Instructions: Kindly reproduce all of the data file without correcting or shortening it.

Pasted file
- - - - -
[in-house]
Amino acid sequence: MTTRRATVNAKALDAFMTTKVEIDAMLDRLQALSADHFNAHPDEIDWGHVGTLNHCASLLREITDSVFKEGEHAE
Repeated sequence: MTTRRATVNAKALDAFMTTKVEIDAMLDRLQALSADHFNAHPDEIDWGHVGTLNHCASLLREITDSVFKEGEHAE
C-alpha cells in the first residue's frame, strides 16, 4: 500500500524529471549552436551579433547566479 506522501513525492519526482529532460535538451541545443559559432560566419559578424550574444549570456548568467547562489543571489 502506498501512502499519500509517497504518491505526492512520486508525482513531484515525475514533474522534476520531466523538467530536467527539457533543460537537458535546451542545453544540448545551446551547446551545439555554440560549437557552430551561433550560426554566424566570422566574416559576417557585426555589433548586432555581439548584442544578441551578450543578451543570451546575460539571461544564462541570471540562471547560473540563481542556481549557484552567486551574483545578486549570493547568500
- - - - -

[in-house]
Amino acid sequence: MTTRRATVNAKALDAFMTTKVEIDAMLDRLQALSADHFNAHPDEIDWGHVGTLNHCASLLREITDSVFKEGEHAE
Repeated sequence: MTTRRATVNAKALDAFMTTKVEIDAMLDRLQALSADHFNAHPDEIDWGHVGTLNHCASLLREITDSVFKEGEHAE
C-alpha cells in the first residue's frame, strides 16, 4: 500500500524529471549552436551579433547566479 506522501513525492519526482529532460535538451541545443559559432560566419559578424550574444549570456548568467547562489543571489 502506498501512502499519500509517497504518491505526492512520486508525482513531484515525475514533474522534476520531466523538467530536467527539457533543460537537458535546451542545453544540448545551446551547446551545439555554440560549437557552430551561433550560426554566424566570422566574416559576417557585426555589433548586432555581439548584442544578441551578450543578451543570451546575460539571461544564462541570471540562471547560473540563481542556481549557484552567486551574483545578486549570493547568500